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America’s favorite summer pastime baseball, and the Hot Dog

Bergen County Historical Society

New Bridge Landing, River Edge  NJ,  according to the Bergen County Historical Society Baseball, America’s favorite summer pastime, boasts many early influences in its development. Played like early similar games [one called rounders], it is first referenced in England in the 1700s in a child’s book “A Little Pretty Pocket Book” where it was actually called baseball using three posts in a triangle whereas today’s four bases are the better known diamond.

By late 1800s there were pro teams and the game never stopped growing. “Take Me Out To The Ball Game” was a 1908 Tin Pan Alley hit by Norworth and Tilzer, who by the way, had never seen a game prior to writing this ditty about a fictitious Katie Casey, who wanted her beau to take her to a game. It’s the chorus that everyone sings during the seventh inning stretch.

New York Yankees Stars Sing “Take Me Out to the Ball Game” on The Ed Sullivan

The dog – Hot dogs have always been standard game fare- from the sausage, an item dating back to 64AD when Emperor Nero Claudius Caesar’s cook stuffed pig intestines with ground meat, cooked it, served it, and Nero loved it. By the 13th century, Frankfurt, Germany had developed the “frankfurter”, and during the 18th century the “weiner” of pork and beef was being produced in Vienna, Austria. [Why a dog? Well, way back when, dog meat was common and there was suspicion it was still included in those sausages even as late as the 19th and 20th centuries. Note; today, FDA forbids any such meat in American hot dogs. Another is they are named after the cute German dachshund due to its shape.] Immigrants, mostly German and Austrian, brought it to America, and there are colonial recipes incorporating this sausage meat in several dishes. The roll – The dog was ideal street food except that the customers, using gloves to not burn their hands, failed to return the gloves to the vendor.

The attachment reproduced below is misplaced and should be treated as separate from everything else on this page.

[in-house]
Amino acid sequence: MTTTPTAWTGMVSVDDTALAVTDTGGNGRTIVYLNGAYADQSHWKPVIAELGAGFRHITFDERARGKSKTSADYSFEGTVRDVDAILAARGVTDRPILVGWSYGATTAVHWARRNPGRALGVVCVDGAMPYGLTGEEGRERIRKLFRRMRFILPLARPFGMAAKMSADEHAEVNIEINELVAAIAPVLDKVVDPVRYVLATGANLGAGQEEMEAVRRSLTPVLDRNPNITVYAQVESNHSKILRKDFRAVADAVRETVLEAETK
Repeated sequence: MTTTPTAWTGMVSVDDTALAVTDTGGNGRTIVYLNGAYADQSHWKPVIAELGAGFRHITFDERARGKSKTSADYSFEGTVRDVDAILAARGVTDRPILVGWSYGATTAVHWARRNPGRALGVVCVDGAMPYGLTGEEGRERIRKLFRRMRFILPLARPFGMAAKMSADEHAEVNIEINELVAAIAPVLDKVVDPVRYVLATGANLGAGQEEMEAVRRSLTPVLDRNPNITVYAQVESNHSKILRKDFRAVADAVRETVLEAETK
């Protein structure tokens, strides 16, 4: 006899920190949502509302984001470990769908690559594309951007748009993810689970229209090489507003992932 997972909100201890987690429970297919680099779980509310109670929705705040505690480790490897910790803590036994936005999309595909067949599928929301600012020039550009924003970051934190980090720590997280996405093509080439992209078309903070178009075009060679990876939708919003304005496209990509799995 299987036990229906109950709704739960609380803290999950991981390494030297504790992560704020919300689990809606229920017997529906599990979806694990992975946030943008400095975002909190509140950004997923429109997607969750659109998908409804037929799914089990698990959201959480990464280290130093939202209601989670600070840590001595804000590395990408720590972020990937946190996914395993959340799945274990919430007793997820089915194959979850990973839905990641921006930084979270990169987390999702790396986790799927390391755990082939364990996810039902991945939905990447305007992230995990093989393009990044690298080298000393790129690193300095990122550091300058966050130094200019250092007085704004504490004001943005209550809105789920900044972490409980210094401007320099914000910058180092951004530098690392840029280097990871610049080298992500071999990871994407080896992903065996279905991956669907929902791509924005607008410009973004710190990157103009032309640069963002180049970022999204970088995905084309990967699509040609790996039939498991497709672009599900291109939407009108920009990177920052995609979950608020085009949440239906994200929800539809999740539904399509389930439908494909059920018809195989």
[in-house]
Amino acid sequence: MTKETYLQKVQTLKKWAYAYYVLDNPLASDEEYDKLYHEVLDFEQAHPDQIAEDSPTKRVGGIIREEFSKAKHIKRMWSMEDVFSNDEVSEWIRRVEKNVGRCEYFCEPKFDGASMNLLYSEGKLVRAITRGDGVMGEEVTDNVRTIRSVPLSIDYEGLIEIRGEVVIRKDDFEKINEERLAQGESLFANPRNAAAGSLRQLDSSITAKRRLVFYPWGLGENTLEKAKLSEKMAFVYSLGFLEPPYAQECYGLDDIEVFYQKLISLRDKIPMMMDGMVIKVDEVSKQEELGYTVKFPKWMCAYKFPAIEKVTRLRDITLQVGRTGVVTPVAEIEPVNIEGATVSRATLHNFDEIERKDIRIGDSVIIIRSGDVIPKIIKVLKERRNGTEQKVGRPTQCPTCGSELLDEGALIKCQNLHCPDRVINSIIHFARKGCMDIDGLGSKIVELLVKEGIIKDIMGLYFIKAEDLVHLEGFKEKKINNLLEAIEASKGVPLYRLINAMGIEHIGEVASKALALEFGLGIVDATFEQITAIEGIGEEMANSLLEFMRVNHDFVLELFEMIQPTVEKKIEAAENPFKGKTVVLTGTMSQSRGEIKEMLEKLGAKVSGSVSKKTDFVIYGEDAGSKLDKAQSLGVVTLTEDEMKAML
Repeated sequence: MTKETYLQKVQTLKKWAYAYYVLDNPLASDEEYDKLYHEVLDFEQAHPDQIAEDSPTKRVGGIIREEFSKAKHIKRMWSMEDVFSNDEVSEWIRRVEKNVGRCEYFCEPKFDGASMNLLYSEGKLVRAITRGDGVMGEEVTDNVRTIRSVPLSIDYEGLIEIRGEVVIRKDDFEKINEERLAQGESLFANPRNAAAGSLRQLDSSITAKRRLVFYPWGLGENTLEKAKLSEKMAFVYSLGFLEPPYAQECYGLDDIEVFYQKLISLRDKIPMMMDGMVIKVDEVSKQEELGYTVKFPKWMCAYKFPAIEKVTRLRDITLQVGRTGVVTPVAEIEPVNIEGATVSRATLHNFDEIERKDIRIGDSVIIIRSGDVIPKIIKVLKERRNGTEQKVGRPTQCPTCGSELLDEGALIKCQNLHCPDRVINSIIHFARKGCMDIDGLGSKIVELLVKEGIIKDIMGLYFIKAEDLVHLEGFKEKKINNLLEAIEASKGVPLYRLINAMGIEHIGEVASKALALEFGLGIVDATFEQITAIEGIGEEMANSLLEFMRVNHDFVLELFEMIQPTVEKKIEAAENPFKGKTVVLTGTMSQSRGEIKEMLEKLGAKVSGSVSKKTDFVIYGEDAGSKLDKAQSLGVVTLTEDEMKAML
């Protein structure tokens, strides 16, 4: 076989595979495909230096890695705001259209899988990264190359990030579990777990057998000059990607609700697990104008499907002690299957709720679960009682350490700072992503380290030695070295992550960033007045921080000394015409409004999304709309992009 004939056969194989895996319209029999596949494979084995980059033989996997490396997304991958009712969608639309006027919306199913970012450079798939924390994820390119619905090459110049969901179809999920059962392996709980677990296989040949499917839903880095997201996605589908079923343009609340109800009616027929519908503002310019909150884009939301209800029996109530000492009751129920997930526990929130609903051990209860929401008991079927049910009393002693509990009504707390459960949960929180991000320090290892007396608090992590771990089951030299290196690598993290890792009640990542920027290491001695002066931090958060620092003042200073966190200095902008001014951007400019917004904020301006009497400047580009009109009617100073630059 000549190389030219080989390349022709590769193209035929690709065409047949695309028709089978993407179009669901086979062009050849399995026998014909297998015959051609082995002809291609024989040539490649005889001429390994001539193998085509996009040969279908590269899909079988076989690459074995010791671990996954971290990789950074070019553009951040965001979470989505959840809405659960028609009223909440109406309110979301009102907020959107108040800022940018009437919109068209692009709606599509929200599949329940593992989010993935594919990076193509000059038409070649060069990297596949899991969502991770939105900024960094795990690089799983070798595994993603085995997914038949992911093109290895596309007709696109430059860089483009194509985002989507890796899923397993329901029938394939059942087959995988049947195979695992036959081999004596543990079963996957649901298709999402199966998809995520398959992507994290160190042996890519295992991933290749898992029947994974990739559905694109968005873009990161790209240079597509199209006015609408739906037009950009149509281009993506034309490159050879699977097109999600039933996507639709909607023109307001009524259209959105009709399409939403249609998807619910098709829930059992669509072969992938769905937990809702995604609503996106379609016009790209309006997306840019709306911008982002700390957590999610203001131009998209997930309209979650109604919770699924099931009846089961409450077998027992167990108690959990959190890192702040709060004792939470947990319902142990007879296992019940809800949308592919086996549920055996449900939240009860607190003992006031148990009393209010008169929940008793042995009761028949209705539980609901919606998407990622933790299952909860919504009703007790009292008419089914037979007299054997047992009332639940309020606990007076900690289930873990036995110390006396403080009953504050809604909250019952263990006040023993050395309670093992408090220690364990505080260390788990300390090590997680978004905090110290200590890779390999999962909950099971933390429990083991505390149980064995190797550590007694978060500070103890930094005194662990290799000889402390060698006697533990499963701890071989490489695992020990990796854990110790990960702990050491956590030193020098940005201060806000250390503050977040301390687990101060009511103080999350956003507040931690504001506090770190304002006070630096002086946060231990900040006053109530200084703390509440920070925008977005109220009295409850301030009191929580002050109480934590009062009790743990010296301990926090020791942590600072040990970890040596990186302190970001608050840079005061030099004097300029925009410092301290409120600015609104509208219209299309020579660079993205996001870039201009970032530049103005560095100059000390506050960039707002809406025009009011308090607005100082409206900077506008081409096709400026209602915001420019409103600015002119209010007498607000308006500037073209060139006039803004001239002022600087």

One story is, in 1880 German immigrant Anton Feuchtwanger’s wife came up with the idea of wrapping a long soft roll around it, and the meat-bread combo became “red hots”. Another story is pieman Charles Feltman’s 1867 cart with a stove that boiled sausages and kept buns warm on Coney Island that eventually grew into an empire of “Coney Island Red Hots”. Nathan Handwerker opened his stand in 1916 as “Nathan’s Hot Dogs”. Today, hot dogs are made with natural casings or as skinless-using a cellulose casing during production, then removed prior to packaging. There is so much more on the history of the hot dog; just some highlights here.
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